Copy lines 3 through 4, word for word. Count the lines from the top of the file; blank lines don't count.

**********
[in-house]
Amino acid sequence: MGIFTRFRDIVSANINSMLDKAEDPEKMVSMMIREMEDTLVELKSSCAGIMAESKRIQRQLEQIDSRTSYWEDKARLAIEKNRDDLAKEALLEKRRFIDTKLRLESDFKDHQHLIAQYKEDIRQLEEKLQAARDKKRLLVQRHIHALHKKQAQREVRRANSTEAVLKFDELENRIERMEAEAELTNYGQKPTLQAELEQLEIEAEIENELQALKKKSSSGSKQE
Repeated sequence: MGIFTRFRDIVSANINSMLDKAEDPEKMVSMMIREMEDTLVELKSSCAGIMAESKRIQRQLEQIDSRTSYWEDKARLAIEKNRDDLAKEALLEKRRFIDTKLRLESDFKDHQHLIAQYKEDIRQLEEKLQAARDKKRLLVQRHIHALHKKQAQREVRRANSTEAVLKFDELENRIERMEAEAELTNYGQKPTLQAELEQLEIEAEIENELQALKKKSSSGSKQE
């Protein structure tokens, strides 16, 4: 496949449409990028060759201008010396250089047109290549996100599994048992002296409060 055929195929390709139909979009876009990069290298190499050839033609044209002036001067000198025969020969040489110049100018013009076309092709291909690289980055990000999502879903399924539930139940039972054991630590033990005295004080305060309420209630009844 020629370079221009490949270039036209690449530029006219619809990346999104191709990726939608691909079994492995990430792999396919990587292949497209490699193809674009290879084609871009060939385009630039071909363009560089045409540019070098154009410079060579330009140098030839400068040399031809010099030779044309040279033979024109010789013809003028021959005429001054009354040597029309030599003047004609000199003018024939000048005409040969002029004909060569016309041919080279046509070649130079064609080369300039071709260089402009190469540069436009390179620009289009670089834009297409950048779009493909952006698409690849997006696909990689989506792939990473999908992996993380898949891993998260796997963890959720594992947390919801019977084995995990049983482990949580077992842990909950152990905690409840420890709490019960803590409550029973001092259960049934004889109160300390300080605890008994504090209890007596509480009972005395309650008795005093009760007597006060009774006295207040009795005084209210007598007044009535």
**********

Repeated sequence: MGIFTRFRDIVSANINSMLDKAEDPEKMVSMMIREMEDTLVELKSSCAGIMAESKRIQRQLEQIDSRTSYWEDKARLAIEKNRDDLAKEALLEKRRFIDTKLRLESDFKDHQHLIAQYKEDIRQLEEKLQAARDKKRLLVQRHIHALHKKQAQREVRRANSTEAVLKFDELENRIERMEAEAELTNYGQKPTLQAELEQLEIEAEIENELQALKKKSSSGSKQE
């Protein structure tokens, strides 16, 4: 496949449409990028060759201008010396250089047109290549996100599994048992002296409060 055929195929390709139909979009876009990069290298190499050839033609044209002036001067000198025969020969040489110049100018013009076309092709291909690289980055990000999502879903399924539930139940039972054991630590033990005295004080305060309420209630009844 020629370079221009490949270039036209690449530029006219619809990346999104191709990726939608691909079994492995990430792999396919990587292949497209490699193809674009290879084609871009060939385009630039071909363009560089045409540019070098154009410079060579330009140098030839400068040399031809010099030779044309040279033979024109010789013809003028021959005429001054009354040597029309030599003047004609000199003018024939000048005409040969002029004909060569016309041919080279046509070649130079064609080369300039071709260089402009190469540069436009390179620009289009670089834009297409950048779009493909952006698409690849997006696909990689989506792939990473999908992996993380898949891993998260796997963890959720594992947390919801019977084995995990049983482990949580077992842990909950152990905690409840420890709490019960803590409550029973001092259960049934004889109160300390300080605890008994504090209890007596509480009972005395309650008795005093009760007597006060009774006295207040009795005084209210007598007044009535």